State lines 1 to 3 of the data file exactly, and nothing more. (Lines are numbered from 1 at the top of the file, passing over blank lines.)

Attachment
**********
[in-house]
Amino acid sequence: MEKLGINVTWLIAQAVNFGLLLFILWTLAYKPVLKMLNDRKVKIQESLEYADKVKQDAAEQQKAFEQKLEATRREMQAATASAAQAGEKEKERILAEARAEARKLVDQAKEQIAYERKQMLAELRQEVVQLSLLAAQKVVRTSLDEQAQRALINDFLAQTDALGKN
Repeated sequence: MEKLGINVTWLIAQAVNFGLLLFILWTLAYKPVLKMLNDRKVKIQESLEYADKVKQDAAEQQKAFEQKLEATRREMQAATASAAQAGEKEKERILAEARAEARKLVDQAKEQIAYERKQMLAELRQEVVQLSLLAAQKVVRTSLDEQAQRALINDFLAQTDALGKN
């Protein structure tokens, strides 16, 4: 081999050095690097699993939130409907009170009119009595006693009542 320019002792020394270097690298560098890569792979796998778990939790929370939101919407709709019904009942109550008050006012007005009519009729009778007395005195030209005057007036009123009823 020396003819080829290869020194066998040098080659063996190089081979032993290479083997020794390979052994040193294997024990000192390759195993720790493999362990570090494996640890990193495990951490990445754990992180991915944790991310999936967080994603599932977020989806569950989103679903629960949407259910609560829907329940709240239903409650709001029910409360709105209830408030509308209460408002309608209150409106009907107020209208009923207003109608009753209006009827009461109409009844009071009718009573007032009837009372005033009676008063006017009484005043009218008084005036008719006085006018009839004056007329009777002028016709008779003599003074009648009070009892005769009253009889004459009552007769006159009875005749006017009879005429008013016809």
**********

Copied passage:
[in-house]
Amino acid sequence: MEKLGINVTWLIAQAVNFGLLLFILWTLAYKPVLKMLNDRKVKIQESLEYADKVKQDAAEQQKAFEQKLEATRREMQAATASAAQAGEKEKERILAEARAEARKLVDQAKEQIAYERKQMLAELRQEVVQLSLLAAQKVVRTSLDEQAQRALINDFLAQTDALGKN
Repeated sequence: MEKLGINVTWLIAQAVNFGLLLFILWTLAYKPVLKMLNDRKVKIQESLEYADKVKQDAAEQQKAFEQKLEATRREMQAATASAAQAGEKEKERILAEARAEARKLVDQAKEQIAYERKQMLAELRQEVVQLSLLAAQKVVRTSLDEQAQRALINDFLAQTDALGKN